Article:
It’s common to get the sense that you’re experiencing multiple seasons in a day! What might start out as a relatively warm day can quickly turn into a colder, grey one which might even have strong winds blowing.
Yes, the sun is usually a welcome sight during the month of March. Blue skies and bright days are more common, with grey, rainy days being less frequent. Strong winds can still hit the islands, but they often die down quickly.
March is the month when life in Malta starts to flourish. Streets become busier, sites become fuller, and the social calendar starts to fill up with more and more outdoor events.
Even restaurants and bars will dare to put some chairs and tables outside if the weather is good and warm enough.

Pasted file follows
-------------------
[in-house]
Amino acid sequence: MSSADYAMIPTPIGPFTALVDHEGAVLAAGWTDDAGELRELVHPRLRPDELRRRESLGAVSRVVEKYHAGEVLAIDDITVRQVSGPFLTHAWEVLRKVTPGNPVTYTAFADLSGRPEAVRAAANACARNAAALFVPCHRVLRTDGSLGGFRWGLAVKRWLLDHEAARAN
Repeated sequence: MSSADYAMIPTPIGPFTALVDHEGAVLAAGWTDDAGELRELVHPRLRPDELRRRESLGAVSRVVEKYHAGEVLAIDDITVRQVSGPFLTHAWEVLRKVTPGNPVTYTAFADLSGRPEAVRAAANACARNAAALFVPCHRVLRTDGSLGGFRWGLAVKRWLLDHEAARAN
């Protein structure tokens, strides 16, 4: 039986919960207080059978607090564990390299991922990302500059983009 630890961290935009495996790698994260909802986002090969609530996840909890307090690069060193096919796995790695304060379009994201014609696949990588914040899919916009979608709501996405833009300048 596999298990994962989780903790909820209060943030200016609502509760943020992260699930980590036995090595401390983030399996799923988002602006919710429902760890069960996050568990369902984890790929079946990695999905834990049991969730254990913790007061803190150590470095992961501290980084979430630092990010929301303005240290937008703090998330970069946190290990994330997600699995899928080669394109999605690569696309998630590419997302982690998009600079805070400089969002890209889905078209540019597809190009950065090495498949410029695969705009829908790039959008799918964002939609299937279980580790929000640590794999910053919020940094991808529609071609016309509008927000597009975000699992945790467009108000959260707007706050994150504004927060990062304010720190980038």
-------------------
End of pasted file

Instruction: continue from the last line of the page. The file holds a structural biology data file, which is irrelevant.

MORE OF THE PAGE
Malta is a sunny country, not just when it comes to the weather but also in character and you will most definitely see signs of this with the locals.
That being said, March in Malta is still not peak season and definitely not the busiest time of year. You will still be able to get around and visit places, museums, and historical sites without bumping shoulders with too many other tourists.
Apart from that, the weather in Malta in March can make for some of the best time for outdoor walks, hikes, and even strolls to the beaches (which are still relatively quiet at this time of year).
With the sunnier, warmer days in March come the open-air celebrations that Malta is the perfect setting for. From local festas, to holidays, to other fun social events, there’s plenty going on in Malta in March.
If you’re considering going on sightseeing tours while you’re visiting, there are a couple that are well suited for this time of year: